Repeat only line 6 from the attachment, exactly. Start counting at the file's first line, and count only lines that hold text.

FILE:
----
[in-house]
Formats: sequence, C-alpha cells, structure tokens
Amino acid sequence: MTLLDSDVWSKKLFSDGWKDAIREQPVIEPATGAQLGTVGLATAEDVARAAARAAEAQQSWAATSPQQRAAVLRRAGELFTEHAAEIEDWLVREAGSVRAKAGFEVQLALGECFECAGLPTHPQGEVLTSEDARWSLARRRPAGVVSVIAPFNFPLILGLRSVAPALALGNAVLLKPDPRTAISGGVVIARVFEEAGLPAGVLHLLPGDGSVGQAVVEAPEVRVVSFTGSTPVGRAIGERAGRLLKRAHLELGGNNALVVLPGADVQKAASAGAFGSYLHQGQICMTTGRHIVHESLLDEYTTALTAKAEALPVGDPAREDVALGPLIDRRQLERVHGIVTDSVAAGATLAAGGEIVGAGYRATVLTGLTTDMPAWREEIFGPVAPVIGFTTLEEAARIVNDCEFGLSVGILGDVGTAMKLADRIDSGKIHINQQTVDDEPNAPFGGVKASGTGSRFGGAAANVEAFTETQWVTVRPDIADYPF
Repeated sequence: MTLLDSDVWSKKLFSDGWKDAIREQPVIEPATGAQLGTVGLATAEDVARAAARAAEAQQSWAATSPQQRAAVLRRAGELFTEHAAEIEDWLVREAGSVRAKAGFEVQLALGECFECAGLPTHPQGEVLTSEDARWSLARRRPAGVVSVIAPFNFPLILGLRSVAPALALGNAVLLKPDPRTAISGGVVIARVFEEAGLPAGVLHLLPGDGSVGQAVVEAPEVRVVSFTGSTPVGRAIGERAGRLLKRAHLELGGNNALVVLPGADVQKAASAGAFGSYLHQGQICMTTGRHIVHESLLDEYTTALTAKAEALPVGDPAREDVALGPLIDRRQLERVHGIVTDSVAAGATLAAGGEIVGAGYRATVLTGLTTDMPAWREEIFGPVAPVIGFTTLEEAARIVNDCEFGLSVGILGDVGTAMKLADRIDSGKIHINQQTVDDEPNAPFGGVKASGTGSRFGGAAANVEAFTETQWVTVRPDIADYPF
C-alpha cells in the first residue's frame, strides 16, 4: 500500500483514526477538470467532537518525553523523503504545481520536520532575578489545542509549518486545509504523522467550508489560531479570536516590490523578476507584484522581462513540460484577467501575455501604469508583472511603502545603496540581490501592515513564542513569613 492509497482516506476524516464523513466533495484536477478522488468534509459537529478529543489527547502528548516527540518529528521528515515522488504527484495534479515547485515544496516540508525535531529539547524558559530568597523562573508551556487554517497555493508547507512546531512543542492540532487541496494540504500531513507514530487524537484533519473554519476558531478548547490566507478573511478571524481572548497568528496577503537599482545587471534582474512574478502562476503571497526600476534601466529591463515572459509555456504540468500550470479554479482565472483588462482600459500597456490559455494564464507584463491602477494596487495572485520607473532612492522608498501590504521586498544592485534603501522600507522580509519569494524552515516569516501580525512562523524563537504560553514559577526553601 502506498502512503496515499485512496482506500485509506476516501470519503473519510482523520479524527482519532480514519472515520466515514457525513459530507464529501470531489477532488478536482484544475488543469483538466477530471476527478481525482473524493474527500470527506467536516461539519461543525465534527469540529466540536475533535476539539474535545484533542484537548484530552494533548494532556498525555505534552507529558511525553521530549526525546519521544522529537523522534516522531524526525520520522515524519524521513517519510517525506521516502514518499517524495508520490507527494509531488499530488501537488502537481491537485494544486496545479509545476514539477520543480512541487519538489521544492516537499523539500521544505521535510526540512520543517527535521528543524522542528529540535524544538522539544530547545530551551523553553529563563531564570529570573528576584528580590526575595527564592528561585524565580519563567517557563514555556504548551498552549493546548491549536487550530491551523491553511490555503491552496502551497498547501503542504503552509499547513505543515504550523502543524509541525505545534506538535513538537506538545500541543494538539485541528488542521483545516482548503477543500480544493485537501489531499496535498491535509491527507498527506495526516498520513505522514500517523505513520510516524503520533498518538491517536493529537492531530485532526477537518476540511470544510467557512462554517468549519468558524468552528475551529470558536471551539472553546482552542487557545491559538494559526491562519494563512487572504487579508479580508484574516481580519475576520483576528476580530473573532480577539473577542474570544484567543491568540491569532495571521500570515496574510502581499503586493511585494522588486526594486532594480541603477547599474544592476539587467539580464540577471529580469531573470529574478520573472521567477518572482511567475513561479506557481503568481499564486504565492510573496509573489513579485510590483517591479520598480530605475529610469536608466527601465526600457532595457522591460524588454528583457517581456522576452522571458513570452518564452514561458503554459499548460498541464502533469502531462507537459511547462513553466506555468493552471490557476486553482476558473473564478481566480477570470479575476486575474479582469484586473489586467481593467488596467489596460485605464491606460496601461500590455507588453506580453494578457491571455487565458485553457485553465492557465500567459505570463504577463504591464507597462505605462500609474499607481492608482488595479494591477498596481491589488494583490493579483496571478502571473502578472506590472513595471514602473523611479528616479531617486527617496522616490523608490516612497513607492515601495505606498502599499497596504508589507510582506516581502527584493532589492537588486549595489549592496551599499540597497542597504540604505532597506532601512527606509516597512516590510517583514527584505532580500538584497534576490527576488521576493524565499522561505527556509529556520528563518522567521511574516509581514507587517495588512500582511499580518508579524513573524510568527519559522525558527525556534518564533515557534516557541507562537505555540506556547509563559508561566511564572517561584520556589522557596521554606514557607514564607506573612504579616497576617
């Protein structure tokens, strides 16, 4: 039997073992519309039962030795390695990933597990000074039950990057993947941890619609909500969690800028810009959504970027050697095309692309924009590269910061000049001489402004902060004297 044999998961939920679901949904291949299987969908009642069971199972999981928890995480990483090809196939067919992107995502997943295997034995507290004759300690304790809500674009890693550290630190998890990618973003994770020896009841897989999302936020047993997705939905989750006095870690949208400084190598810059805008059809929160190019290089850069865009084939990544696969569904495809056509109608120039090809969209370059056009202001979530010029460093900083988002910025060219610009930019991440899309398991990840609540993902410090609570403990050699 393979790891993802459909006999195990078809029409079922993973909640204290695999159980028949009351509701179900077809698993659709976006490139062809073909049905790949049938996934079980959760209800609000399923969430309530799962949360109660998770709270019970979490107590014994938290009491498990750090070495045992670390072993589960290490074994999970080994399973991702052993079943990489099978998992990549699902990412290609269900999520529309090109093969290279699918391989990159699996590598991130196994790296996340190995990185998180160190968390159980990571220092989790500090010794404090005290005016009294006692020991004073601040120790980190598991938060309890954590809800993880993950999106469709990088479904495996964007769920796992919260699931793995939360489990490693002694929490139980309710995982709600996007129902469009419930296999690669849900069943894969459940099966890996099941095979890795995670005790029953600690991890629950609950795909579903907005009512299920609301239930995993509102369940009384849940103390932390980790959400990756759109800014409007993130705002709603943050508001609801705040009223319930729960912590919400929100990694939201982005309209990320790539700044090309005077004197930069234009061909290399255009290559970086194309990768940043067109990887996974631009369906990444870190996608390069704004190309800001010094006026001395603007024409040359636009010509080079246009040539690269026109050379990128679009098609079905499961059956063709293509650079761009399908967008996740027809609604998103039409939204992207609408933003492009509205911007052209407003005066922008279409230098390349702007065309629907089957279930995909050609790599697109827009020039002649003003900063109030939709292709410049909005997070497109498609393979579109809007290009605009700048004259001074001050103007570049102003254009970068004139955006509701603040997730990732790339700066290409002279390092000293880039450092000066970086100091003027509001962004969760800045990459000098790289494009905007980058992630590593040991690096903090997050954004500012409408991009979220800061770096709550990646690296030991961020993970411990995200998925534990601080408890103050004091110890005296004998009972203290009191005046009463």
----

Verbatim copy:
């Protein structure tokens, strides 16, 4: 039997073992519309039962030795390695990933597990000074039950990057993947941890619609909500969690800028810009959504970027050697095309692309924009590269910061000049001489402004902060004297 044999998961939920679901949904291949299987969908009642069971199972999981928890995480990483090809196939067919992107995502997943295997034995507290004759300690304790809500674009890693550290630190998890990618973003994770020896009841897989999302936020047993997705939905989750006095870690949208400084190598810059805008059809929160190019290089850069865009084939990544696969569904495809056509109608120039090809969209370059056009202001979530010029460093900083988002910025060219610009930019991440899309398991990840609540993902410090609570403990050699 393979790891993802459909006999195990078809029409079922993973909640204290695999159980028949009351509701179900077809698993659709976006490139062809073909049905790949049938996934079980959760209800609000399923969430309530799962949360109660998770709270019970979490107590014994938290009491498990750090070495045992670390072993589960290490074994999970080994399973991702052993079943990489099978998992990549699902990412290609269900999520529309090109093969290279699918391989990159699996590598991130196994790296996340190995990185998180160190968390159980990571220092989790500090010794404090005290005016009294006692020991004073601040120790980190598991938060309890954590809800993880993950999106469709990088479904495996964007769920796992919260699931793995939360489990490693002694929490139980309710995982709600996007129902469009419930296999690669849900069943894969459940099966890996099941095979890795995670005790029953600690991890629950609950795909579903907005009512299920609301239930995993509102369940009384849940103390932390980790959400990756759109800014409007993130705002709603943050508001609801705040009223319930729960912590919400929100990694939201982005309209990320790539700044090309005077004197930069234009061909290399255009290559970086194309990768940043067109990887996974631009369906990444870190996608390069704004190309800001010094006026001395603007024409040359636009010509080079246009040539690269026109050379990128679009098609079905499961059956063709293509650079761009399908967008996740027809609604998103039409939204992207609408933003492009509205911007052209407003005066922008279409230098390349702007065309629907089957279930995909050609790599697109827009020039002649003003900063109030939709292709410049909005997070497109498609393979579109809007290009605009700048004259001074001050103007570049102003254009970068004139955006509701603040997730990732790339700066290409002279390092000293880039450092000066970086100091003027509001962004969760800045990459000098790289494009905007980058992630590593040991690096903090997050954004500012409408991009979220800061770096709550990646690296030991961020993970411990995200998925534990601080408890103050004091110890005296004998009972203290009191005046009463």